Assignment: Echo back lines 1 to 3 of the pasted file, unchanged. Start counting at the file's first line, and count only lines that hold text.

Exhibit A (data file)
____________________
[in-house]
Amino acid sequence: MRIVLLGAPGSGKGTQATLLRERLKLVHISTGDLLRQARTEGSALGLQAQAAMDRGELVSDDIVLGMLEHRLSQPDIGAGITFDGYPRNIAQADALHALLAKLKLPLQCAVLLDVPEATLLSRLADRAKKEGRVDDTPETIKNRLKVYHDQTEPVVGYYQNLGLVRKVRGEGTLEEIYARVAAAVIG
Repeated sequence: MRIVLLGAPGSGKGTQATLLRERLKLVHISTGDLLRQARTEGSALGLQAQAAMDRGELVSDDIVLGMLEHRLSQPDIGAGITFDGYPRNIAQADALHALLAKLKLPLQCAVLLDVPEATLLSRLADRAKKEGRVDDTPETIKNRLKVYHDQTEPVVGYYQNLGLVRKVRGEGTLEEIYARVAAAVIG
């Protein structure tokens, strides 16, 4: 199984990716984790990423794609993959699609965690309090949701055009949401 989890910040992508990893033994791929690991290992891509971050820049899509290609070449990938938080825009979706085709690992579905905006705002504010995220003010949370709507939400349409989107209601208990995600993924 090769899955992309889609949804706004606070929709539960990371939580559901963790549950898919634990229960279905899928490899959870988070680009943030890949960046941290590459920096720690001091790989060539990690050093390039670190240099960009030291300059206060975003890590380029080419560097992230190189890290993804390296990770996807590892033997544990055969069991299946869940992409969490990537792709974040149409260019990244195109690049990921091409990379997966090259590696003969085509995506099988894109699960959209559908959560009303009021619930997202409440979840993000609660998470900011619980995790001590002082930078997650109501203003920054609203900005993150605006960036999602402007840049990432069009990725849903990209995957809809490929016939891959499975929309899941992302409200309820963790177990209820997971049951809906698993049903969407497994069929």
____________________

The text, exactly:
[in-house]
Amino acid sequence: MRIVLLGAPGSGKGTQATLLRERLKLVHISTGDLLRQARTEGSALGLQAQAAMDRGELVSDDIVLGMLEHRLSQPDIGAGITFDGYPRNIAQADALHALLAKLKLPLQCAVLLDVPEATLLSRLADRAKKEGRVDDTPETIKNRLKVYHDQTEPVVGYYQNLGLVRKVRGEGTLEEIYARVAAAVIG
Repeated sequence: MRIVLLGAPGSGKGTQATLLRERLKLVHISTGDLLRQARTEGSALGLQAQAAMDRGELVSDDIVLGMLEHRLSQPDIGAGITFDGYPRNIAQADALHALLAKLKLPLQCAVLLDVPEATLLSRLADRAKKEGRVDDTPETIKNRLKVYHDQTEPVVGYYQNLGLVRKVRGEGTLEEIYARVAAAVIG